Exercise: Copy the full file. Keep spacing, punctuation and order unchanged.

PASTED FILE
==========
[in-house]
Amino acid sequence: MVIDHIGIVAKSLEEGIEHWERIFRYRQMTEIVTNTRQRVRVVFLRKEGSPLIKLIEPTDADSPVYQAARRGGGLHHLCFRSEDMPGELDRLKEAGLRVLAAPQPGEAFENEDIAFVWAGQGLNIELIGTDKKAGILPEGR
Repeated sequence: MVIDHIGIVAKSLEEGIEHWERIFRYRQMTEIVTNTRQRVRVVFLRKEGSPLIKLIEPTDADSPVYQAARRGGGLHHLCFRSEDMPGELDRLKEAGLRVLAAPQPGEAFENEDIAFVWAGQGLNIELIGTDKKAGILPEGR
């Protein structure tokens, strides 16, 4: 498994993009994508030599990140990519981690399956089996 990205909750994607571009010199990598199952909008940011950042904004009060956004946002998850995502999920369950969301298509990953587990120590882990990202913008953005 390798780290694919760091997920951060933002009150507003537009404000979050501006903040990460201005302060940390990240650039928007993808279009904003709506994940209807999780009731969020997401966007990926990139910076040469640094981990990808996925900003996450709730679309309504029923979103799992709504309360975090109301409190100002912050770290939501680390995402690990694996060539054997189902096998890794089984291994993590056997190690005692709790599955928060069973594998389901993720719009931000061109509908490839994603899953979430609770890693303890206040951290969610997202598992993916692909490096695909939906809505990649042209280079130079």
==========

[in-house]
Amino acid sequence: MVIDHIGIVAKSLEEGIEHWERIFRYRQMTEIVTNTRQRVRVVFLRKEGSPLIKLIEPTDADSPVYQAARRGGGLHHLCFRSEDMPGELDRLKEAGLRVLAAPQPGEAFENEDIAFVWAGQGLNIELIGTDKKAGILPEGR
Repeated sequence: MVIDHIGIVAKSLEEGIEHWERIFRYRQMTEIVTNTRQRVRVVFLRKEGSPLIKLIEPTDADSPVYQAARRGGGLHHLCFRSEDMPGELDRLKEAGLRVLAAPQPGEAFENEDIAFVWAGQGLNIELIGTDKKAGILPEGR
């Protein structure tokens, strides 16, 4: 498994993009994508030599990140990519981690399956089996 990205909750994607571009010199990598199952909008940011950042904004009060956004946002998850995502999920369950969301298509990953587990120590882990990202913008953005 390798780290694919760091997920951060933002009150507003537009404000979050501006903040990460201005302060940390990240650039928007993808279009904003709506994940209807999780009731969020997401966007990926990139910076040469640094981990990808996925900003996450709730679309309504029923979103799992709504309360975090109301409190100002912050770290939501680390995402690990694996060539054997189902096998890794089984291994993590056997190690005692709790599955928060069973594998389901993720719009931000061109509908490839994603899953979430609770890693303890206040951290969610997202598992993916692909490096695909939906809505990649042209280079130079």